LOOK, I DON’T WANT TO TELL YOU HOW TO READ THIS BOOK or anything, but if I were you, I’d skip to the chapter about how to train your administrator and read that first. Now, I’d normally never tell a teacher to do this. It’s deplorable and bizarre advice to be issued in the world of administration. How can an administrator suggest that they become trained by teachers?
But in this book, we have a unique situation because (a) Vickie was successful in training multiple administrators and (b) I was one of them so who better to tell you how she did it than me?


It’s strange to think that I’ve only known Vickie for about five years and was her administrator for only the first three. It genuinely feels like 20. Time has zipped by since we met at my first staff meeting in the cafeteria on that cold and foggy Monterey summer morning. I was an experienced middle school principal, and I had just moved to the area and accepted an assistant principal position to be closer to my aging parents. I remember seeing her moving quickly into the room with a polished look and obviously ready to get this meeting over with and get back to her classroom. Immediately following the morning meeting, she flew out of the crowd of teachers running toward me. Was she running? That may be an embellishment. From the first time I met Vickie, I knew she would challenge my leadership skills. She introduced herself and began explaining her chosen responsibilities on campus and what my responsibilities would be to support her. The point is, I was intrigued.
Throughout the day, I spent time getting to know everyone, and the straight facts from everyone were that Vickie Lucido was dedicated to the culture of the school and the students and teachers within its walls. She had been on campus longer than anyone and had built celebrated traditions that were admired district-wide. Teachers explained to me that one of their favorite traditions was the Singing Telegrams that Vickie sold as a fundraiser for her drama club, and how every year the drama students traveled around campus singing in offices and classrooms the day before spring break. What? A lost instructional day? What has the principal been thinking? It wasn’t until I witnessed the excitement of the day, and I saw the positive transformation of the culture on campus, that I began to see the value of what Vickie Lucido had created at this middle school.
Soon after spring break, I became the fifth principal of our school that year. Vickie and I had developed a strong relationship by this time, and she continued to prove to me her dedication and value to our school. When she made an appointment to meet with me, I was anticipating an update on the end-of-the-year events. Vickie talks briefly about this in the book, but I was astounded. She wanted to be excused from staff meetings and collaboration days so she could rehearse with her students for the school play. What? NO WAY! I really had to think this one through. Vickie had proven herself over and over again throughout the year, other staff knew the work she did, and the whole district raved about how professional her drama productions were. And, after all, I hadn’t seen one of her drama productions yet. I anticipated grumbling from the other teachers, but I agreed as long as she got notes from the meetings or met with me to get the information she missed. There were no teacher complaints and the drama production was INCREDIBLE!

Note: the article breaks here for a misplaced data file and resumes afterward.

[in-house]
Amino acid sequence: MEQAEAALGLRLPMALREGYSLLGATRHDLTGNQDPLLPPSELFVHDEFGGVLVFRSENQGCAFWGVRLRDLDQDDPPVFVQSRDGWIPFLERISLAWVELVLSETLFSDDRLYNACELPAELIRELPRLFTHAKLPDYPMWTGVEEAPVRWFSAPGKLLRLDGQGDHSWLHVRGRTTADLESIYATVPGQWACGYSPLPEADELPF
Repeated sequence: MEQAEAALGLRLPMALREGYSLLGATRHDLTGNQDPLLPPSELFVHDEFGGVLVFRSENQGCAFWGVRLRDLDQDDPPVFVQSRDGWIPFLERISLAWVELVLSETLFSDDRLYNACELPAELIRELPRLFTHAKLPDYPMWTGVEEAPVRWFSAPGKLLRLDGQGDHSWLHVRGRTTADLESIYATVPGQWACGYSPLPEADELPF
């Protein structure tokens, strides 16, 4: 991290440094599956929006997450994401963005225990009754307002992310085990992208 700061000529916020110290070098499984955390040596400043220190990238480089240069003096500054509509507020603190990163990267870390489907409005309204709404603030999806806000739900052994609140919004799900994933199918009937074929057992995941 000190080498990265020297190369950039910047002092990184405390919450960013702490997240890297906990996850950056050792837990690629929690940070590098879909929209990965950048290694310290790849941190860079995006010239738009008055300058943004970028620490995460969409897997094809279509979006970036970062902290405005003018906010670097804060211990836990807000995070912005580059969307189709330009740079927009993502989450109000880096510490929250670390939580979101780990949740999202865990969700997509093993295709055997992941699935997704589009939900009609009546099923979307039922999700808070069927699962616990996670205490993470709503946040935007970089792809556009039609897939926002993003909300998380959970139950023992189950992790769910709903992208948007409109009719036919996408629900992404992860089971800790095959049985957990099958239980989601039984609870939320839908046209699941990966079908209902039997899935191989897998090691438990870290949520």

Vickie Lucido has all of the qualities of a superstar. Every story she tells is a performance, and every time we parted after meeting about one of her requests, whether it ended in her favor or not, she gave me a big hug. She embodies passion and most importantly, genuineness.
Now that I’m thinking about it, you should probably read this book exactly the way Vickie wrote it, with the ending thoughts at the end. She really has provided novice teachers with some valuable and somewhat uncommon advice. Take in her personal stories. Learn about her background and drive. Read how she did the work, gained the trust and respect, had the courage to tell her truth, and then schooled her administrators in how they could best support her work that supported the culture they led.
This book isn’t just another teacher induction manual. It’s the work of a seasoned teacher who had the presence of mind, while teaching in the trenches, to take notes and write her own version of how to succeed.
It’s a drama plot come to life. After years of difficult, challenging, and just enough reward to keep her going, work, a teacher obsessed with trying her hardest to do a good job under sometimes inconceivable circumstances, gets the satisfaction of sharing her story and the lessons she has learned. Who doesn’t want to read that immediately?
Good teachers are driven, diligent, collaborative, and authentic. They inspire kids and other teachers. They spend hundreds of their own personal hours and dollars doing a better job than for what they are compensated, and they care. They care about their students, their teacher colleagues, their school staff, and even their administrators. They are passionate, dedicated to their school and the lives they impact, and they fight for what they believe. It’s noble work. And this book is about the lessons learned throughout a career dedicated to that work.


Janet Mikkelsen
Retired Middle School Principal